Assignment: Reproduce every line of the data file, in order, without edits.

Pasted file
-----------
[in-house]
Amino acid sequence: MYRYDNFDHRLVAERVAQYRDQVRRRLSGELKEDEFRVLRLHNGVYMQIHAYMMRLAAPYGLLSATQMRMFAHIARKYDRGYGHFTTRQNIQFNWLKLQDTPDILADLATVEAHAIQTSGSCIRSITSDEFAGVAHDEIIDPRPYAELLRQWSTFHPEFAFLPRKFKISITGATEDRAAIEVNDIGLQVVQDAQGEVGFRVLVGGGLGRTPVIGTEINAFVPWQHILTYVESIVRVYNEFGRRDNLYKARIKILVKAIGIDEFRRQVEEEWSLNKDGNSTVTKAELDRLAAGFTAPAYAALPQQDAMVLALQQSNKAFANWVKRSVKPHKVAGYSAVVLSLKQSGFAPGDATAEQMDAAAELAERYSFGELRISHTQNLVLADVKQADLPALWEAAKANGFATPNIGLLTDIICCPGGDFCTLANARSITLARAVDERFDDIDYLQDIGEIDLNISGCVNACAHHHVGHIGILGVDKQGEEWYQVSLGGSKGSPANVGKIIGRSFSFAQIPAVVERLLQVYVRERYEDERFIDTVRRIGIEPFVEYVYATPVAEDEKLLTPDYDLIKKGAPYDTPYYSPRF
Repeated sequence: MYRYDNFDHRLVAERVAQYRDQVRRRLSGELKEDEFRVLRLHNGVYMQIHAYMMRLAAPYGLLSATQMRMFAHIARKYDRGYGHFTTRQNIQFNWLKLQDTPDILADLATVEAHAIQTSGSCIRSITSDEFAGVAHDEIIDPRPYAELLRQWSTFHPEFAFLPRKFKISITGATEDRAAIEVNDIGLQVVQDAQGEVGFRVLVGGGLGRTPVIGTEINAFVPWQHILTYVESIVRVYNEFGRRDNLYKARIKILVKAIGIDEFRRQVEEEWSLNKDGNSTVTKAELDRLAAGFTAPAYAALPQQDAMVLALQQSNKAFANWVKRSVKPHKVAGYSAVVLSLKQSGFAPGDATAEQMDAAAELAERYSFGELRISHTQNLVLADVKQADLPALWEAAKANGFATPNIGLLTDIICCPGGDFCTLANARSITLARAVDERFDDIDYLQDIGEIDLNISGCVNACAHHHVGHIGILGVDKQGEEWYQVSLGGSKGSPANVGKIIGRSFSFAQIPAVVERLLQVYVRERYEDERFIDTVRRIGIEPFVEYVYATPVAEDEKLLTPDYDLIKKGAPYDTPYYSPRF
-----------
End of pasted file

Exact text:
[in-house]
Amino acid sequence: MYRYDNFDHRLVAERVAQYRDQVRRRLSGELKEDEFRVLRLHNGVYMQIHAYMMRLAAPYGLLSATQMRMFAHIARKYDRGYGHFTTRQNIQFNWLKLQDTPDILADLATVEAHAIQTSGSCIRSITSDEFAGVAHDEIIDPRPYAELLRQWSTFHPEFAFLPRKFKISITGATEDRAAIEVNDIGLQVVQDAQGEVGFRVLVGGGLGRTPVIGTEINAFVPWQHILTYVESIVRVYNEFGRRDNLYKARIKILVKAIGIDEFRRQVEEEWSLNKDGNSTVTKAELDRLAAGFTAPAYAALPQQDAMVLALQQSNKAFANWVKRSVKPHKVAGYSAVVLSLKQSGFAPGDATAEQMDAAAELAERYSFGELRISHTQNLVLADVKQADLPALWEAAKANGFATPNIGLLTDIICCPGGDFCTLANARSITLARAVDERFDDIDYLQDIGEIDLNISGCVNACAHHHVGHIGILGVDKQGEEWYQVSLGGSKGSPANVGKIIGRSFSFAQIPAVVERLLQVYVRERYEDERFIDTVRRIGIEPFVEYVYATPVAEDEKLLTPDYDLIKKGAPYDTPYYSPRF
Repeated sequence: MYRYDNFDHRLVAERVAQYRDQVRRRLSGELKEDEFRVLRLHNGVYMQIHAYMMRLAAPYGLLSATQMRMFAHIARKYDRGYGHFTTRQNIQFNWLKLQDTPDILADLATVEAHAIQTSGSCIRSITSDEFAGVAHDEIIDPRPYAELLRQWSTFHPEFAFLPRKFKISITGATEDRAAIEVNDIGLQVVQDAQGEVGFRVLVGGGLGRTPVIGTEINAFVPWQHILTYVESIVRVYNEFGRRDNLYKARIKILVKAIGIDEFRRQVEEEWSLNKDGNSTVTKAELDRLAAGFTAPAYAALPQQDAMVLALQQSNKAFANWVKRSVKPHKVAGYSAVVLSLKQSGFAPGDATAEQMDAAAELAERYSFGELRISHTQNLVLADVKQADLPALWEAAKANGFATPNIGLLTDIICCPGGDFCTLANARSITLARAVDERFDDIDYLQDIGEIDLNISGCVNACAHHHVGHIGILGVDKQGEEWYQVSLGGSKGSPANVGKIIGRSFSFAQIPAVVERLLQVYVRERYEDERFIDTVRRIGIEPFVEYVYATPVAEDEKLLTPDYDLIKKGAPYDTPYYSPRF